As many mamas here know, there is an art to surviving a road trip with a toddler, especially with his best bud tagging (or wagging!) along! My family has gone on several dozen long-haul road trips over the past two years, so you could say that we’ve covered a lot of ground – or, road. My advice for the best strategy to a successful road trip with toddlers and dogs is to anticipate, and integrate, their needs into the trip itself. Here’s how:
Tips for a Road Trip with Toddlers and Dogs
1. Gear up for your kiddo and pup!
Road-tripping is like camping, only done in a car. With kiddos and pups in tow, you’ll need lots of gear. Whittling it down to the absolute necessities and repackaging items into smaller, portable sizes is key. I bring a folding umbrella stroller and a small backpack that can double as a travel diaper bag. I also bring a small suitcase with clothes and one for toys. Convenience and space-saving techniques are a must!
For the pup, I have a dog car seat cover that I pad with his travel dog bed. Since the bed is thin and lightweight, it can be removed for use in the hotel room, too. I also have a dog seat belt that connects with his harness. I’ll bring his travel dog bowls and food storage containers with kibble and treats as well as his wide-mouthed water bottle. I usually bring a few small dog toys, like a tennis ball, a durable nylon bone, and a couple of chew toys. Also, if your pup is averse to long car rides, it might be wise to check in with your vet beforehand.
2. Plan ahead and know your stops.
As moms, we’re pretty good at planning and juggling multiple schedules and needs. Applying this expertise to road-tripping is a key to success. One piece of travel advice I’ve adopted early on is to keep the same routines that we do at home, regardless of where our journey takes us. This applies when on the road as well, so we like to keep nap times and feedings consistent.
We make a plan to stop every two hours for potty breaks, diaper changes, and dog walks. Gas stations are convenient but less desirable, so we opt instead for interesting rest areas with clean facilities, picnic tables, and lots of green space.
Another great idea for restroom breaks? Small towns. We love exploring historic small towns to break up long road trips and have found some charming parks, playgrounds, museums, and other amenities that you wouldn’t typically see at an interstate rest stop. If time permits, we also like to stop at National Parks. They’re not only recreational but educational too!
3. Bring lots of activities!
I like to keep the activities constructive (as best as possible) but also manageable while traveling in our small SUV. Think smaller but chunkier toys and those that are relatively self-contained. If you have a second driver, bringing books and flashcards is not a bad idea to keep the kiddos entertained while the other partner drives.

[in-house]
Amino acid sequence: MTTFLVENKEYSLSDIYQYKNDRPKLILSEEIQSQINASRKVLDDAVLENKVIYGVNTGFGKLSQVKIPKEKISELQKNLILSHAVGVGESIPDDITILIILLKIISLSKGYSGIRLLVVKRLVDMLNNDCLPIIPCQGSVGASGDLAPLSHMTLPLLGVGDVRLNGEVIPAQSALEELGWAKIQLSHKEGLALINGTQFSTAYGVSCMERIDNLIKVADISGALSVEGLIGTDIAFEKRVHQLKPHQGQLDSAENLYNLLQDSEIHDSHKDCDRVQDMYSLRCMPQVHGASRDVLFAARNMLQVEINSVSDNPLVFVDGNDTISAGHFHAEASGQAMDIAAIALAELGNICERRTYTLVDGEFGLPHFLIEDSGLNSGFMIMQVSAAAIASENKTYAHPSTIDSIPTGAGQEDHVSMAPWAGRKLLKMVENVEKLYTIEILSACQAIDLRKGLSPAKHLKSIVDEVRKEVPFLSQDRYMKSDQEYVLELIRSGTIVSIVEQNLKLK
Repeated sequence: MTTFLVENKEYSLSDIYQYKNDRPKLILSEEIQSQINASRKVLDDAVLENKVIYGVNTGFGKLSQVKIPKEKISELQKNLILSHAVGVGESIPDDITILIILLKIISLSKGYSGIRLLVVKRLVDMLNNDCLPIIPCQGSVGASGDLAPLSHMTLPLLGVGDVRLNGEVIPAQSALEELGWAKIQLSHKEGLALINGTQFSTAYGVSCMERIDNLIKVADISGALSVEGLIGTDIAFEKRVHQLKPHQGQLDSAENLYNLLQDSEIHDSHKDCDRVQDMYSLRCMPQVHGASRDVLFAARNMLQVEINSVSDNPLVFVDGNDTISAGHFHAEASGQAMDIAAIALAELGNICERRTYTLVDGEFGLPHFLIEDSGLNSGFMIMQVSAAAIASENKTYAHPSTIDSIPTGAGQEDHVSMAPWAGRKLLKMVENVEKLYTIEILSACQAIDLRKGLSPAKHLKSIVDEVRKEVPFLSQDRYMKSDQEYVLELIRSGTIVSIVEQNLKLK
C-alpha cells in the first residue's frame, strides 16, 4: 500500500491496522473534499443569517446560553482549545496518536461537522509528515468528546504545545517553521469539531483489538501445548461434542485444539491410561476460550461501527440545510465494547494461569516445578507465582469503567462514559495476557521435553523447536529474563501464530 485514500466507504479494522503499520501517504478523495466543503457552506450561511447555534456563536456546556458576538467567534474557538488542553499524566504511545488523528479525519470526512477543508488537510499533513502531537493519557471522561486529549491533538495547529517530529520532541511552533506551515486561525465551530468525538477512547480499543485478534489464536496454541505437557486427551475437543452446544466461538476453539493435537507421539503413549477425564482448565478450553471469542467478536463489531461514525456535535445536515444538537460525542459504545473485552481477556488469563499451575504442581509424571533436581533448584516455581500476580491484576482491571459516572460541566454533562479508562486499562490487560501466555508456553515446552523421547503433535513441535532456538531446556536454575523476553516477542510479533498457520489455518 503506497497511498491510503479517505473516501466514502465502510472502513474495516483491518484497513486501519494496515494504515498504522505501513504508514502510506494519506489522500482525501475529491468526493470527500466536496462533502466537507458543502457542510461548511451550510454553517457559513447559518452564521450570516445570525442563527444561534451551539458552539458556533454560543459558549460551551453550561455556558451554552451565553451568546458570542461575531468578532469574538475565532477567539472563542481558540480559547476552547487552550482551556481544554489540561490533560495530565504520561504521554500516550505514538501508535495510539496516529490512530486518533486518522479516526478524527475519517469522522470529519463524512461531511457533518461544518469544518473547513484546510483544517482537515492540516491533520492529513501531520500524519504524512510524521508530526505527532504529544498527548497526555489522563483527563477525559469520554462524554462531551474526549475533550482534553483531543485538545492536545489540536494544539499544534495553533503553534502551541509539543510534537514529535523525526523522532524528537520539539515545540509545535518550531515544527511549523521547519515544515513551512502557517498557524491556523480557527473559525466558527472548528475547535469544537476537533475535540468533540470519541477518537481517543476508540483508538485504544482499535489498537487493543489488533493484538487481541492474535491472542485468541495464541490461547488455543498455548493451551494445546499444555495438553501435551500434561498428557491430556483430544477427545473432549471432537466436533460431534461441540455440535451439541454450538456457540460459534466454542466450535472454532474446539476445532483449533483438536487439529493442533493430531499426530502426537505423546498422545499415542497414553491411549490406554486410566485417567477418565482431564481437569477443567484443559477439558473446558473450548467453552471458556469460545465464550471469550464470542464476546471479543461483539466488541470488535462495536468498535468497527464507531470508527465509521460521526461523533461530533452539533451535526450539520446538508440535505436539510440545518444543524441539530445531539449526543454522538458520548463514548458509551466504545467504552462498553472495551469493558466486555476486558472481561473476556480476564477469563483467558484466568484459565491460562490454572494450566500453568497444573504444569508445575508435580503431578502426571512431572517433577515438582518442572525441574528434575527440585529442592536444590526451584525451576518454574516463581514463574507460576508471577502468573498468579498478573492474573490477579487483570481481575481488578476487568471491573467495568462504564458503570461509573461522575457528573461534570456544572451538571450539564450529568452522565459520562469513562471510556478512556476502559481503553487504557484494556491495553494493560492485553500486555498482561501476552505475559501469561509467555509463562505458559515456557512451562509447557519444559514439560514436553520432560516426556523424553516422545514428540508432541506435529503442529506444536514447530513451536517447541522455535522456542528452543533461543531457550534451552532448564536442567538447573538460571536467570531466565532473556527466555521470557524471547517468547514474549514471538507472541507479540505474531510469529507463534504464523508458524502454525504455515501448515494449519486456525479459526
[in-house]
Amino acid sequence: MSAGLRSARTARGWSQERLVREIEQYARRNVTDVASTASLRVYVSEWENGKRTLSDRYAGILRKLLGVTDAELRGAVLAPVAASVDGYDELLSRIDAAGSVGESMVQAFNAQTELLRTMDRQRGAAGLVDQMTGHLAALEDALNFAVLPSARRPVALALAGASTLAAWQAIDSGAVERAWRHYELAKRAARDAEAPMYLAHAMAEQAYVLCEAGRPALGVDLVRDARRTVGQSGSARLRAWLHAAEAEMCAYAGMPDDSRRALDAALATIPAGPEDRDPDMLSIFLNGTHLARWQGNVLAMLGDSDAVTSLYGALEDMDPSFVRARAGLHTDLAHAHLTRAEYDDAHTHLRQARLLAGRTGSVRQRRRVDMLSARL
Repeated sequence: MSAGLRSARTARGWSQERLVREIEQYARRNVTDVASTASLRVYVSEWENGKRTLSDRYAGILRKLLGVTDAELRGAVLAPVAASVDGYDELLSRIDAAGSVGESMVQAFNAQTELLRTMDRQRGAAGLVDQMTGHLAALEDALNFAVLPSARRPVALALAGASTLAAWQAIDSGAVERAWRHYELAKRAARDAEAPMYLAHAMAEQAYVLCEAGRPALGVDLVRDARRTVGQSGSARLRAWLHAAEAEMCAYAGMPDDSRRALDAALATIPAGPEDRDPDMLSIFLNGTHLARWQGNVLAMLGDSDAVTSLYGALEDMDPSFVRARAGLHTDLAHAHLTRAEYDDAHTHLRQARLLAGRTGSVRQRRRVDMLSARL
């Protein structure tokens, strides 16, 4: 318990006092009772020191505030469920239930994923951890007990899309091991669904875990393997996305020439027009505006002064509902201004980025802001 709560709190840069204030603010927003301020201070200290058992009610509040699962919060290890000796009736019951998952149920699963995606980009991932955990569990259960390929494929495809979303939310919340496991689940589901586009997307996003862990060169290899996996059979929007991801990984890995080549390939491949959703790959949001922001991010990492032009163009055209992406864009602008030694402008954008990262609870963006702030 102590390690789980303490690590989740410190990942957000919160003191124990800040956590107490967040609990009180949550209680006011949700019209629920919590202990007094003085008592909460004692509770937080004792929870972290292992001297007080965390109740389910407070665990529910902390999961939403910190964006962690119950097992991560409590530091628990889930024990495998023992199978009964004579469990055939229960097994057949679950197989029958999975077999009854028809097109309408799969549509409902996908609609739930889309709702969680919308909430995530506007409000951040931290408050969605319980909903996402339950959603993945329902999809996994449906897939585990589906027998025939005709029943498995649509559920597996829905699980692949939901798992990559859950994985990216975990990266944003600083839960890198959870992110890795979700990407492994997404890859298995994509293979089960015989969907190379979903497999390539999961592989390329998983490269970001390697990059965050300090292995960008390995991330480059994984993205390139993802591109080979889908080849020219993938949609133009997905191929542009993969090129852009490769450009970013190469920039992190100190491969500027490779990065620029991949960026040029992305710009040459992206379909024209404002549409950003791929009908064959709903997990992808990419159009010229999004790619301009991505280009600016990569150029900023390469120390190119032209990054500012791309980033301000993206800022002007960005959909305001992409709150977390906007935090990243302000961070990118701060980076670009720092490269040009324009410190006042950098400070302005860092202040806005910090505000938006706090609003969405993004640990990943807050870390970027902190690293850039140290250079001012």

Road trip games like “I Spy” also come in handy for keeping toddlers involved while on the road. My son loves trucks of all kinds, so we frequently call them out and practice our colors and numbers. We also practice our counting in French and Spanish as well.
Electronics are my last choice, but sometimes it must be done. I’ll put on educational videos for my son to watch sparingly while on the road. He likes toddler shows in French and Spanish, and other educational-type programming. When it is nearing nap time, I’ll put on French lullabies or a jazz playlist I made — and that usually helps put him to sleep.
4. Pack healthy snacks.
Okay, so obviously you need to pack a lot of snacks but keeping them healthy is a bit of a chore. Healthy snacks that I’ve found travel well include popcorn, whole grain Goldfish, chopped pitted olives, gherkins, blueberries, cut fruit and vegetables, and squeezable purée packs. I always travel with my son’s four-compartment snack box and let him select the four snacks he wants me to put in the box, which gets him involved in snack time/mealtime. Another great idea is to bring snacks that are also dog-friendly so you can feed both at the same time.
Staying hydrated while on a road trip is very important. To keep from having to buy beverages in single-use containers, I’ll load a small cooler with ice packs and put reusable bottles filled with purified water, juices, lemonade, and iced tea (or sweet tea if you prefer!) in it. Then I’ll bring everyone’s individual water bottles and replenish them as needed.
5. Scope out pet-friendly accommodations.
On long-haul trips, we overnight at a pet-friendly hotel or rental. I use Expedia mostly, but you can use Bring Fido, Airbnb, Vrbo, or any travel app you wish. Just be sure to set your filter for pet-friendly and check the fine print for any weight limits or restrictions.
It’s always good to look well in advance, especially during hurricane season as pet-friendly hotels book up fast! Expect to pay a nightly pet fee, which can range anywhere from $25 on up.
A couple of budget-friendly chains that we’ve tried are Quality Inn Hotels, Sonesta ES Suites, Microtel, Days Inn, and LaQuinta. Another great option is pet-friendly rentals or cabins. We’ve stayed in some truly unique places that were destinations in their own right. Depending on how much time you have on your itinerary, alternatives to a basic hotel room might work better for your family.
6. Keep to your self-care routine.
Last but not least, even when you’re on the road, you don’t want to lose sight of your own self-care rituals and routine. Keep a calm-down kit on hand with all your beauty and self-care essentials to ground you at a moment’s notice. You can even make a kid-friendly and dog-friendly one too. It’s important to continue your self-care routine and incorporate self-soothing techniques while traveling, especially over long distances. Another great idea is to bring your yoga mat to stretch out on after being seated for so long.